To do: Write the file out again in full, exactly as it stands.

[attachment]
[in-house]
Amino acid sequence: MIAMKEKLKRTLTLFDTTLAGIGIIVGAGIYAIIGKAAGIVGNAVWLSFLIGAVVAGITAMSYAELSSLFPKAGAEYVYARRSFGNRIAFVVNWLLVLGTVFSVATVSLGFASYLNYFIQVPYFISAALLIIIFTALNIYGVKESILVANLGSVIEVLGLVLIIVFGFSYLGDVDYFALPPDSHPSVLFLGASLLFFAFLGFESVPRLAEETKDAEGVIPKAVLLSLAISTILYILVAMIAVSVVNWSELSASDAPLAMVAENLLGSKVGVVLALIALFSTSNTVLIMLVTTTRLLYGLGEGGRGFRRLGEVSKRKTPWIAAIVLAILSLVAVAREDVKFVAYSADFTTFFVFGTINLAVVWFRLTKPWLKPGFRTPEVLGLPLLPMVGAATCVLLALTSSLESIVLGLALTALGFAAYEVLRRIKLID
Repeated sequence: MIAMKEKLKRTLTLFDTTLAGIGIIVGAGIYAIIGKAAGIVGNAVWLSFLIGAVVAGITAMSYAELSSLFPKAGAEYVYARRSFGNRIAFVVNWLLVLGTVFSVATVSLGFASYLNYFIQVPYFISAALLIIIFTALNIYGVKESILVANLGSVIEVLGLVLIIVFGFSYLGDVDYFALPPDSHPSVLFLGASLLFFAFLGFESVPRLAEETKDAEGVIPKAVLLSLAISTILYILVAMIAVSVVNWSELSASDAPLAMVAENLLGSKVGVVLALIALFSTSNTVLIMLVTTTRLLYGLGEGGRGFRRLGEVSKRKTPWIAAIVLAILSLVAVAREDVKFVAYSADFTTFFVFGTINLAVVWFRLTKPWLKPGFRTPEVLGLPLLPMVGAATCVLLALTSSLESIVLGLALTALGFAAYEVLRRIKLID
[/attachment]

[in-house]
Amino acid sequence: MIAMKEKLKRTLTLFDTTLAGIGIIVGAGIYAIIGKAAGIVGNAVWLSFLIGAVVAGITAMSYAELSSLFPKAGAEYVYARRSFGNRIAFVVNWLLVLGTVFSVATVSLGFASYLNYFIQVPYFISAALLIIIFTALNIYGVKESILVANLGSVIEVLGLVLIIVFGFSYLGDVDYFALPPDSHPSVLFLGASLLFFAFLGFESVPRLAEETKDAEGVIPKAVLLSLAISTILYILVAMIAVSVVNWSELSASDAPLAMVAENLLGSKVGVVLALIALFSTSNTVLIMLVTTTRLLYGLGEGGRGFRRLGEVSKRKTPWIAAIVLAILSLVAVAREDVKFVAYSADFTTFFVFGTINLAVVWFRLTKPWLKPGFRTPEVLGLPLLPMVGAATCVLLALTSSLESIVLGLALTALGFAAYEVLRRIKLID
Repeated sequence: MIAMKEKLKRTLTLFDTTLAGIGIIVGAGIYAIIGKAAGIVGNAVWLSFLIGAVVAGITAMSYAELSSLFPKAGAEYVYARRSFGNRIAFVVNWLLVLGTVFSVATVSLGFASYLNYFIQVPYFISAALLIIIFTALNIYGVKESILVANLGSVIEVLGLVLIIVFGFSYLGDVDYFALPPDSHPSVLFLGASLLFFAFLGFESVPRLAEETKDAEGVIPKAVLLSLAISTILYILVAMIAVSVVNWSELSASDAPLAMVAENLLGSKVGVVLALIALFSTSNTVLIMLVTTTRLLYGLGEGGRGFRRLGEVSKRKTPWIAAIVLAILSLVAVAREDVKFVAYSADFTTFFVFGTINLAVVWFRLTKPWLKPGFRTPEVLGLPLLPMVGAATCVLLALTSSLESIVLGLALTALGFAAYEVLRRIKLID